When I was first diagnosed with in-transit Melanoma in 2013, the words ‘metastasis’ began floating around the hospital corridors and the rising tide of confusion was taking centre stage on my face; lets just say our old friend ‘Google’ was sent in to research overdrive from that point forward.
I wasn’t totally naïve; in laymen’s terms my depiction was:
Metastasis = Spread
But what did that really mean? How did this metastasis come about and by golly gosh did it have a very big OFF switch that I could just flick?
The answer to the last frenzied question was… NO, it wasn’t that simple and so began my Willy Wonka tour in to understanding the enormity of what I was facing. In January of this year (2014), I was told that my cancer had developed into Advanced Metastatic Melanoma and it was here my most challenged opponent became my biggest enemy!
I became aware that some people like myself to date, have no real physical symptoms from their metastatic tumors other than what is identified on CT scans and other tests. But the body has trigger points and mildly and subtly depending on the size and the location of the metastasis a variety of symptoms can start to occur. For example, the bulk of my identifiable metastasis are located on my lungs so some logical identifiers of this could come in the form of shortness of breath or frequent coughing. There are times where I do get slightly puffed but I like (and not always like to admit) that it is due to my newly sedentary lifestyle of which I have the power in myself to change, at this point in time. The body is an amazing teacher we just need to listen to it more adeptly.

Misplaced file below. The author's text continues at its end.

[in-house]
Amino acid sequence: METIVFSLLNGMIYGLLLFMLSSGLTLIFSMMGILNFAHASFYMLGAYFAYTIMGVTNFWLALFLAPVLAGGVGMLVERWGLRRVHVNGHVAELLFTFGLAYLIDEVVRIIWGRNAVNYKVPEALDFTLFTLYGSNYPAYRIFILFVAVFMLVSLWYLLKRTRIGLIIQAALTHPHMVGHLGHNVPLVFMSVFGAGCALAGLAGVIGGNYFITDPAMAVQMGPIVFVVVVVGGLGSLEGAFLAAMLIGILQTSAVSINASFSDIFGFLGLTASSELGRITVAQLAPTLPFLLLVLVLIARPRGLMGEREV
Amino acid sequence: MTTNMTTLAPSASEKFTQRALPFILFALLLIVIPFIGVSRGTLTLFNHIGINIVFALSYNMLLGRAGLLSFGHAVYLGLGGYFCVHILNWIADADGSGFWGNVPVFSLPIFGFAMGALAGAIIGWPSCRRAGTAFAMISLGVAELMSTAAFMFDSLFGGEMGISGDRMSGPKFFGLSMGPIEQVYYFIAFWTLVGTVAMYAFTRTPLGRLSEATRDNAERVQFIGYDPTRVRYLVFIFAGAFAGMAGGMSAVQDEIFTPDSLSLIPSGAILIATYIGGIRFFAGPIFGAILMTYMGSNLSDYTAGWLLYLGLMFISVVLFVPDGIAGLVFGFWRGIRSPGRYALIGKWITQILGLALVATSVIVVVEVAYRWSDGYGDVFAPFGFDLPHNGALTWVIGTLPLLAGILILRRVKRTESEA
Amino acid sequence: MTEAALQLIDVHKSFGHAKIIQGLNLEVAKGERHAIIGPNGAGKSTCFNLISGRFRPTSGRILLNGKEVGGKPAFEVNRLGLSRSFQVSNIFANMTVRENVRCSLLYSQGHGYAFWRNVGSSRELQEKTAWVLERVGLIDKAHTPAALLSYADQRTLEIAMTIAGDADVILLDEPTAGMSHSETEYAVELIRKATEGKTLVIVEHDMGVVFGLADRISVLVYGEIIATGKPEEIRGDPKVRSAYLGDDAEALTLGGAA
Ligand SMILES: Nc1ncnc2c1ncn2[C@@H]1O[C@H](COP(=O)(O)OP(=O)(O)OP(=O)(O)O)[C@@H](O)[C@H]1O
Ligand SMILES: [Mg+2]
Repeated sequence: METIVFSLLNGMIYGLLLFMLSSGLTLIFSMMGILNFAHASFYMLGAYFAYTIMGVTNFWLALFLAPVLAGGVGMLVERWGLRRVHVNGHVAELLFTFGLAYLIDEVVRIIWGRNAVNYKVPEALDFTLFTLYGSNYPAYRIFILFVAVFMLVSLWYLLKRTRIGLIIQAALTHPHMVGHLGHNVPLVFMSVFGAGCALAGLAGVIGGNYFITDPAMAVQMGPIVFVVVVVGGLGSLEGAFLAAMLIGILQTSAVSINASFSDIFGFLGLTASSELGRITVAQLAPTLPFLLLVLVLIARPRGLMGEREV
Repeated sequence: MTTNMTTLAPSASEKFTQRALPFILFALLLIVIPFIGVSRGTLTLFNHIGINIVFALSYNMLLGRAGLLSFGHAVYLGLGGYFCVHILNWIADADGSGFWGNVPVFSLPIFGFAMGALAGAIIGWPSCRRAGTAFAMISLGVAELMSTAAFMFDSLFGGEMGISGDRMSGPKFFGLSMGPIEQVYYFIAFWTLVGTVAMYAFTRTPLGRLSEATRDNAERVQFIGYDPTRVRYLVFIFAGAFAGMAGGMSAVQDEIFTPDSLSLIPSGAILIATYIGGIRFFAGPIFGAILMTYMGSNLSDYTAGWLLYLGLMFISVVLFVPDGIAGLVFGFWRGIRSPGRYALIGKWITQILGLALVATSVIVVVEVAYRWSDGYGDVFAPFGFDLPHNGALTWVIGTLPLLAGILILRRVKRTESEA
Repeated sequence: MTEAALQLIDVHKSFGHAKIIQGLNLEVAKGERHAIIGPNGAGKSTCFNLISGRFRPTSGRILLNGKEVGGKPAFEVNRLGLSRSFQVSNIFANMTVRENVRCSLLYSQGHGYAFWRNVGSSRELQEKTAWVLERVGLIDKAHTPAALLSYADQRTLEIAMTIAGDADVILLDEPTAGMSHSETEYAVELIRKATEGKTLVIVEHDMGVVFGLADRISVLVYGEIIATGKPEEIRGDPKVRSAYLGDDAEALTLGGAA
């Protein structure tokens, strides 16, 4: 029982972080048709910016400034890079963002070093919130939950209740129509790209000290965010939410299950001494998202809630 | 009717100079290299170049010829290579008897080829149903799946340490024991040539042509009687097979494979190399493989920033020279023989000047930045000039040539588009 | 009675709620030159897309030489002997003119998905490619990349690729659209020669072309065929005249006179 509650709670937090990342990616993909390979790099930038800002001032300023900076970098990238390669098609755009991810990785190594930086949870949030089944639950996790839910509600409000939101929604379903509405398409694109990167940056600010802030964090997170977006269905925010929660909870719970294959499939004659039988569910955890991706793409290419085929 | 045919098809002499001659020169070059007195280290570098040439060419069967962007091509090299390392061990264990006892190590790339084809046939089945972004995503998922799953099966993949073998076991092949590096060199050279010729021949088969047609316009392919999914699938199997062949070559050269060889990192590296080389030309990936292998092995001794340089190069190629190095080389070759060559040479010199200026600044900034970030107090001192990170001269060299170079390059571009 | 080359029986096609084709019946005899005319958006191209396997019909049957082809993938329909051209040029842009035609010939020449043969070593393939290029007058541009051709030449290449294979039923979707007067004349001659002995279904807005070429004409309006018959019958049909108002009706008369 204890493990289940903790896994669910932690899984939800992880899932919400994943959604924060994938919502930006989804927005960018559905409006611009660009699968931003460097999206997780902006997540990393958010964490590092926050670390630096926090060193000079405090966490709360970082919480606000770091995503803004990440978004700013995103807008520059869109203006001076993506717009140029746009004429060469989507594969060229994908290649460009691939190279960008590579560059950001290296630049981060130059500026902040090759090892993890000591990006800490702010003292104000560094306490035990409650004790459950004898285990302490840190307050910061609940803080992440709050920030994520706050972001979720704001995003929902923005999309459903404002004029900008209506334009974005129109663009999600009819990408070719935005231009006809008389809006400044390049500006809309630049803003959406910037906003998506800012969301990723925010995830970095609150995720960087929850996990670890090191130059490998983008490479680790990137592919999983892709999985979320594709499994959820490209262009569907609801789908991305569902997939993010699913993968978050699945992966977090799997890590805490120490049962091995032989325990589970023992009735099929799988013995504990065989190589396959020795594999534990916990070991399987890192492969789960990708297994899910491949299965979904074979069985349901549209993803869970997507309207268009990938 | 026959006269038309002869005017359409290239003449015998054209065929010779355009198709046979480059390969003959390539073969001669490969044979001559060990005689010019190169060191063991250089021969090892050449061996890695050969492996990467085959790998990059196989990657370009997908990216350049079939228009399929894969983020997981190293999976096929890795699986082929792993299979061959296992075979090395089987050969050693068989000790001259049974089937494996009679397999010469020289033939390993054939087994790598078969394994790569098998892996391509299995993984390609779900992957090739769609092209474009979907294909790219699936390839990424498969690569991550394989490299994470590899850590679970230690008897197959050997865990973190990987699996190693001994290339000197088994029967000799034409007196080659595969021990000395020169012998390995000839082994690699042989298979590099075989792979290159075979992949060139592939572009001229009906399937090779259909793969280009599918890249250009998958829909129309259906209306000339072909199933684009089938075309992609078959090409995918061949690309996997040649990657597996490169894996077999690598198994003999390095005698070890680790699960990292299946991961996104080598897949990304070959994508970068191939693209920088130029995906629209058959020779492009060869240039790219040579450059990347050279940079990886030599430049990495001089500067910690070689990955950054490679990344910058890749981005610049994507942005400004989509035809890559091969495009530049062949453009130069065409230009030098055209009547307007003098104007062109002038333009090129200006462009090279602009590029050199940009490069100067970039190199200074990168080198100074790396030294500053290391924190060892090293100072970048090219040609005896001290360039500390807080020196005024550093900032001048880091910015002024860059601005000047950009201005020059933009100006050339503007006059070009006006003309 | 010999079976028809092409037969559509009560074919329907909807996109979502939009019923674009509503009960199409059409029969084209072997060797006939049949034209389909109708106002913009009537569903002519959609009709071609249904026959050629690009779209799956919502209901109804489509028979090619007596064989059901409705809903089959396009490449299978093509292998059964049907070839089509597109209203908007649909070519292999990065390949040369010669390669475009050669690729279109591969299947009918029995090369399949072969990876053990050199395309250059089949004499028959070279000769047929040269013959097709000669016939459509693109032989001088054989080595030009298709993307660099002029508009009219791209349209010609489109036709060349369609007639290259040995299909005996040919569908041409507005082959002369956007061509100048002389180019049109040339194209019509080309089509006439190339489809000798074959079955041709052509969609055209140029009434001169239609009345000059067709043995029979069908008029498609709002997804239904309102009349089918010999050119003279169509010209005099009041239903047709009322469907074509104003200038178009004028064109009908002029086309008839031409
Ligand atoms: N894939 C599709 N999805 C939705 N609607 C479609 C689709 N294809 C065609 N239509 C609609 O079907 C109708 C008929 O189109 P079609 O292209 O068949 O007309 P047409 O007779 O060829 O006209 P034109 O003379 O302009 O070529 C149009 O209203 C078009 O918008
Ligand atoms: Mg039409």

So let me introduce you to a TEDEd video I came across the other day that ingeniously and visually decipher the surface of understanding the minefield of metastasis. [PS. I’m a visual girl, give me a page of facts and figures and my eyes automatically begin searching for a picture, a graph or a scale that gives me the answers I am seeking! So for all my visual fact-finding buddies, this is for you!]
How does cancer spread through the body? – Ivan Seah Yu Jun – TEDEd
Did you find this helpful? Are you able to say metastasis now without getting tongue-tied, I know… let’s not get too far ahead of ourselves! Hopefully the clip provides a very small insight into understanding what can be a black hole of information overload when trying to navigate the mysteries of cancer. As they say though: knowledge is power!
Please remember to always seek the advice of a medical oncologist or specialist in oncology when undertaking your treatment options.
With love, light and knowledge xx